But too many of us are not thinking this way. Too often we disparage their use of technology. We do not recognize that their behaviors are ones that we might want to emulate. We are very good at establishing and nurturing relationships with individuals we work along side. We have a lot to teach the youth about work ethics and social behaviors in our workplaces.

    Those same youth are very good at establishing and nurturing relationships among dispersed individuals. I imagine they have a lot to teach us about how to operate in their world, which is much closer to the global business environment than most of our work environments.

    Last winter, I taught a class titled "Technology and Life" at the Osher Lifelong Learning Institute at Duke. During several of the class sessions, one person in the class would ask the same question: Aren't you worried about what the young people are doing? My answer was always "No, that does not worry me."

    If I were asked that question today, I would say, "Yes, I do worry. But not about what the youth are doing with digital technologies. I worry about what adults are not doing with them."

    Are you a Big Time Content Worker?

    In Content workers on April 19, 2006 at 12:01 pm

    A Big Time Content Worker (BTCW) is someone who works (reads, watches, listens, creates, communicates, etc.) with content almost all of the work day.

    • If you work in a cubicle or an office or at a desk in an open work area, you are a BTCW.
    • If you travel most of the day to different locations where you primarily talk to people about their situations, you are a BTCW.
    • If your work day involves being in constant contact with customers, suppliers, partners, team members, bosses, etc., you are a BTCW.

    During my academic career, I was a BTCW. I read academic literature and the major business publications, I wrote comments about what I had read, I prepared lectures and other classroom exercises, I wrote and graded exams, I prepared and conducted research projects, I wrote articles and books that described my research, I conducted classes, I consulted with managers, I made speeches, I talked with my colleagues, I participated in committees, I wrote committee reports, etc. My entire academic life was the life of a BTCW.

    During my engineering career, I was a BTCW. I studied a problem, I devised a solution, I designed the mechanical devices needed for the solution, I tested it, I wrote a report about my solution and the test, I did a business analysis of the feasibility of my solution, I presented my results, I argued for the implementation of my solution, etc. I did all of this while working in an office, cubicle, laboratory, and production facility.

    The more I think about white collar workers as Content Workers, I see that a large fraction of them are probably Big Time Content Workers.

    Participation Age Perestroika

    In Content workers, Early Predictions, Technology on April 18, 2006 at 4:16 pm

    The Participation Age is a new age for the planet, in general, and the United States in particular. As is the case in any new age, we must have a restructuring of our economy so that we can move from old practices into new ones. Such a reconstruction has been called a perestroika in the context of the restructuring of the Soviet Union in the late 1980s.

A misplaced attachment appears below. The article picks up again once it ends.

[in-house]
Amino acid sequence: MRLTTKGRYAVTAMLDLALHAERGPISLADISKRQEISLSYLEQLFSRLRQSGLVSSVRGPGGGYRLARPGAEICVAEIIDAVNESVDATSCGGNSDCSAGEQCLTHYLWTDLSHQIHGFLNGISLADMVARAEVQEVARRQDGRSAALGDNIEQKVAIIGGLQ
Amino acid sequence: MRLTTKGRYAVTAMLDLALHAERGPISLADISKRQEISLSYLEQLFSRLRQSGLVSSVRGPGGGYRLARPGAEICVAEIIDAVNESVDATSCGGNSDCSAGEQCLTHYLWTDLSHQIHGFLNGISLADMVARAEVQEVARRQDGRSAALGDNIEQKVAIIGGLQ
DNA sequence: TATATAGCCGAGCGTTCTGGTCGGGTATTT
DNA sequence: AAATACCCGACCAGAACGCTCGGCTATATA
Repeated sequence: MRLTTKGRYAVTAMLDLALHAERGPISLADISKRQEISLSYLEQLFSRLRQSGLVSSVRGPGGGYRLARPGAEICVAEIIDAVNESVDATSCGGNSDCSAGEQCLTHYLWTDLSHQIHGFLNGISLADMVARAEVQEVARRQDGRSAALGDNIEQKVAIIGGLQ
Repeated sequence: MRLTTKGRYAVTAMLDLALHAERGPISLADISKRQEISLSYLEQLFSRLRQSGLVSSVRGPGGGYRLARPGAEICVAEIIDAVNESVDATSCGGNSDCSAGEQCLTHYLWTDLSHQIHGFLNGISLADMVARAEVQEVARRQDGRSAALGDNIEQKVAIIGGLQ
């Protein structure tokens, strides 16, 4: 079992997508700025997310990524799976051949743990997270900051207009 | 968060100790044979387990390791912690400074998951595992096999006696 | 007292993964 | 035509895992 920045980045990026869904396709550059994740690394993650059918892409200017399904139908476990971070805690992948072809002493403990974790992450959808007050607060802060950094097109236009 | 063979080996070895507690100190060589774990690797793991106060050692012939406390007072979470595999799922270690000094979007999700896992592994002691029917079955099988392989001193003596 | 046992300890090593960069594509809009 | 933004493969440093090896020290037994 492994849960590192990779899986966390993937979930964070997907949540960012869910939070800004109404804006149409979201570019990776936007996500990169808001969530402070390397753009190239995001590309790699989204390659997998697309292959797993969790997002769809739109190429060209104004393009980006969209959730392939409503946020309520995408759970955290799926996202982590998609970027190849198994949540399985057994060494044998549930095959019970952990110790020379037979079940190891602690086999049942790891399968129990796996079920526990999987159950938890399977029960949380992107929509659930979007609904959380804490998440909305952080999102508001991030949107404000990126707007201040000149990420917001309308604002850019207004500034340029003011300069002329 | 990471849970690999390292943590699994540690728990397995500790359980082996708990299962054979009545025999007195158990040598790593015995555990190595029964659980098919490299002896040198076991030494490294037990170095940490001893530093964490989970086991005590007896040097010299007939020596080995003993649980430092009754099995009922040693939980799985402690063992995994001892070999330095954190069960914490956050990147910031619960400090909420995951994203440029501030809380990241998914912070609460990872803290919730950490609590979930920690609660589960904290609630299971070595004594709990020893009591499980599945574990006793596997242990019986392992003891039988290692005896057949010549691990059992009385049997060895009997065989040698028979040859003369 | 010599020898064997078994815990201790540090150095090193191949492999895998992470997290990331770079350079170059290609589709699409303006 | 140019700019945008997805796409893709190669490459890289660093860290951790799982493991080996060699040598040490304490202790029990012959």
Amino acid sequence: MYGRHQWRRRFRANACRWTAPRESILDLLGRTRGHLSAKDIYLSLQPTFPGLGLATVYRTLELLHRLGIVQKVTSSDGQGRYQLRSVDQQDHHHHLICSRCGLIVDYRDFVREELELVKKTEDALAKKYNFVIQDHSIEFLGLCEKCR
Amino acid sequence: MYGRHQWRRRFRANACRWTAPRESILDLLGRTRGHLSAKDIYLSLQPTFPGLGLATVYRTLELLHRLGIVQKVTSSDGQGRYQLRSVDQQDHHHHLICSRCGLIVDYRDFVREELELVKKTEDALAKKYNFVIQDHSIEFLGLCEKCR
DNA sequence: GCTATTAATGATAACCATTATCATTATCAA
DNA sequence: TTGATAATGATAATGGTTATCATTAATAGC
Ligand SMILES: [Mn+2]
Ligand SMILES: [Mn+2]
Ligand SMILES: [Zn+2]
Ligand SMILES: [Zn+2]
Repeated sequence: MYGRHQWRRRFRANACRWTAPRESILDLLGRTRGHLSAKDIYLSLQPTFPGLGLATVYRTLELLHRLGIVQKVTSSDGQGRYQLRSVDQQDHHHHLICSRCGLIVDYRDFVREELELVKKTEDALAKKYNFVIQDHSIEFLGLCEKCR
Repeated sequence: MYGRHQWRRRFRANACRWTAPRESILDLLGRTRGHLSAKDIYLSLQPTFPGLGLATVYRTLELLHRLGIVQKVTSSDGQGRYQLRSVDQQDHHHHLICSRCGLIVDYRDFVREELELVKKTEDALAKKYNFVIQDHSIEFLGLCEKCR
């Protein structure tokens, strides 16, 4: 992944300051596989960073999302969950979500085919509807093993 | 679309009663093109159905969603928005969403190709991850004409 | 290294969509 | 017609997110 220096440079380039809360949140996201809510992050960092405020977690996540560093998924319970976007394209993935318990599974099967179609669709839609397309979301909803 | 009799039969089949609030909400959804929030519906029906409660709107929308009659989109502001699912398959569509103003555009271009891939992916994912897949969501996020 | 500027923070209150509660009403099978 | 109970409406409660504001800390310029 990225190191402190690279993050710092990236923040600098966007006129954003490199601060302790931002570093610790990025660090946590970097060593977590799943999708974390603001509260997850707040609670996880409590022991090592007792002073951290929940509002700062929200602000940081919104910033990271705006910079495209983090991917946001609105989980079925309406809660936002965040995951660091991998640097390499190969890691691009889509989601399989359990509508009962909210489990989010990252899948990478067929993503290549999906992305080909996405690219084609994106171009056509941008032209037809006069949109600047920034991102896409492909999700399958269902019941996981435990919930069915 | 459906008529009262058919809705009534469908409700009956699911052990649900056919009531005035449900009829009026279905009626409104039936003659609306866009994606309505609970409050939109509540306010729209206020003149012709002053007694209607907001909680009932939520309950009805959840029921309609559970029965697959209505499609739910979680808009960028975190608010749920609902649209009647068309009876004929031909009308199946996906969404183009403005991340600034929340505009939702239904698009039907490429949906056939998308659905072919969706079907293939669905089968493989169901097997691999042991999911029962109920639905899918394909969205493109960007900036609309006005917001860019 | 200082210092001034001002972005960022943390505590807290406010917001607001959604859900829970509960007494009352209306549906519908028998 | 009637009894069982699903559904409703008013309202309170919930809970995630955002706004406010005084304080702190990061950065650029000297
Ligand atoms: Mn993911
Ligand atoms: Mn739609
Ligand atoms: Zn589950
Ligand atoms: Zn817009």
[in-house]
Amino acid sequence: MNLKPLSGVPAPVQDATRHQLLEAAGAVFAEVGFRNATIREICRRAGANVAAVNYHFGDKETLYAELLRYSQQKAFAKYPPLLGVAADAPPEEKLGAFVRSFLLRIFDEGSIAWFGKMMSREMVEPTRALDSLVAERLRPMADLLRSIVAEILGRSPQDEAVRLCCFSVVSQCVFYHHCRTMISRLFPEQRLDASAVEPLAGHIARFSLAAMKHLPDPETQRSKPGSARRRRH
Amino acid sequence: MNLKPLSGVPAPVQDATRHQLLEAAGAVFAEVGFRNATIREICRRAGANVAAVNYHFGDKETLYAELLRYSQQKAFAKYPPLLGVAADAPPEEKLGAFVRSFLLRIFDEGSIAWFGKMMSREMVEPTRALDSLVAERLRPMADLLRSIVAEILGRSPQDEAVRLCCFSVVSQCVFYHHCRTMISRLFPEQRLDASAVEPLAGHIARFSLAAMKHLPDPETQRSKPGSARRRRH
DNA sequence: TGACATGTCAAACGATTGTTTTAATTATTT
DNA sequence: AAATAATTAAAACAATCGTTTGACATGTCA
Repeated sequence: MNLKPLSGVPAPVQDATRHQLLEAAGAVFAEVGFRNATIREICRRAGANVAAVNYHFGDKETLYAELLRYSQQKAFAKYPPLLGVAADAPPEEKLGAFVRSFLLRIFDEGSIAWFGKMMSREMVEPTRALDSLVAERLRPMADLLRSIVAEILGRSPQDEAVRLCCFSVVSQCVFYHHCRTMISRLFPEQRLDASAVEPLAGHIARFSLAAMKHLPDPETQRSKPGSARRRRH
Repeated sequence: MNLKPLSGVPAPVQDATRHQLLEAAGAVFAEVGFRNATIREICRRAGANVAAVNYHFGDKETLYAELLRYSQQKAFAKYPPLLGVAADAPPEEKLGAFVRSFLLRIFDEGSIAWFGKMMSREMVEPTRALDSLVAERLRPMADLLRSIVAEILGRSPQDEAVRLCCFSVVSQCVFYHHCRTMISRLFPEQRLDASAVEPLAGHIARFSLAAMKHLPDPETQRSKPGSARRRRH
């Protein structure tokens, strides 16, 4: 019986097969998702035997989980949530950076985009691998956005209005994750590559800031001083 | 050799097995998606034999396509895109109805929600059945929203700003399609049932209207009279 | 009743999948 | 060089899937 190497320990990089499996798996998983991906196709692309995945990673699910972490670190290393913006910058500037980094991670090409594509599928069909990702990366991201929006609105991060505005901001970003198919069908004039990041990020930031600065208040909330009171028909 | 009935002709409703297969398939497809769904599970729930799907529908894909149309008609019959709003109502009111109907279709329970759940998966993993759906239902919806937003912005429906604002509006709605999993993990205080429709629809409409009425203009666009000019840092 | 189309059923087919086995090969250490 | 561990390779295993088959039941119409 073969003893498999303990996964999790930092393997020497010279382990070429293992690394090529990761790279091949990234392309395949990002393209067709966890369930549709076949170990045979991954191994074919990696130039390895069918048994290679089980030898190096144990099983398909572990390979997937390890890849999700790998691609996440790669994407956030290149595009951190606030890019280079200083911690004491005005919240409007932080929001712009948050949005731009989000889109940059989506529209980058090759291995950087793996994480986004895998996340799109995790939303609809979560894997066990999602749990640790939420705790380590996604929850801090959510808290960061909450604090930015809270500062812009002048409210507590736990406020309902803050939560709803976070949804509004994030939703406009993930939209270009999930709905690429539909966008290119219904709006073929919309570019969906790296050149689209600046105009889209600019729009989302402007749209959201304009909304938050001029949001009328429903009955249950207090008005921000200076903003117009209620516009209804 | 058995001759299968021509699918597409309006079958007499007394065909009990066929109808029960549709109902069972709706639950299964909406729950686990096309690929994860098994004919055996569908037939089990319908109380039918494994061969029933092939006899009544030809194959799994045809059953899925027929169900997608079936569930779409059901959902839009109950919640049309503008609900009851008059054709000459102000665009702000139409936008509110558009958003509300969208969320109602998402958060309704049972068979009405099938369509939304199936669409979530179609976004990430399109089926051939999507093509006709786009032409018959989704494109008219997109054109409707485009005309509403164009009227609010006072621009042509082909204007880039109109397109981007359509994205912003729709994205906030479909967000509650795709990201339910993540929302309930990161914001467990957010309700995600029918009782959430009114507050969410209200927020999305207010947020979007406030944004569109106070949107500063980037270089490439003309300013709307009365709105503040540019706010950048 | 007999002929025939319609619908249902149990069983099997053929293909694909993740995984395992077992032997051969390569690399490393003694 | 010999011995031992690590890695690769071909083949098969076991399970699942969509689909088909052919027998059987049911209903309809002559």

In the 1990 book Bionomics, Michael Rothschild provides an analysis and forecast of the perestroika associated with the emergence of the Participation Age.

    "Most technical advances lead to only minor improvement in products and slight changes in the organization of work. A modified condenser might boost the power of a steam locomotive, but it wouldn't radically affect the work of the train's crew or fundamentally alter the economic role of railroads. But, in rare cases, an especially potent new technology will trigger a restructuring that ripples throughout the entire economy — from the lowliest work cells to the largest organizations. Today, as the twentieth century draws to a close, we are in the midst of precisely this kind of massive structural transformation. Because we lack the benefit of hindsight, we cannot fully appreciate the magnitude of the economic restructuring we are now experiencing. But our descendants will almost certainly judge the 'computer-on-a-chip' to be the most economically significant technical achievement of the previous 500 years. The microprocessor will rank at the very pinnacle of human invention because — like the printing press — it slashed the cost of encoding, copying, and communicating information. And, by doing so, it has brought vast areas of previously unattainable knowledge within human grasp and has made possible a staggering array of new products. Today these products are profoundly altering the capabilities of millions of work cells in every niche of the global economy. … By delivering on the promise of computer technology, the microprocessor thrust the world's capitalist economies into a new economic era — the Information Age. Robert Noyce, co-inventor of the integrated circuit and a founder of Intel Corporation, wrote: 'Just as the Industrial Revolution enabled man to apply and control greater physical power than his own muscle could provide, so electronics has extended his intellectual power. … As millions of microprocessors flooded into the economy, it was as if the information-processing power of each work cell's nucleus was abruptly and immensely multiplied. With their newly acquired personal computers, front-line managers began exercising a level of control that was previously unimaginable. Production cells that had always depended upon instructions from remote headquarters cells suddenly were empowered with enough information-processing capacity to make fast, rational decisions on their own. In short, microprocessor technology radically boosted the productive potential of every work cell in the economy. In a turbulent decade, with little conscious awareness of the fundamental forces at play, and without any plan, the economy spontaneously restructured itself in what amounted to an unsung American perestroika."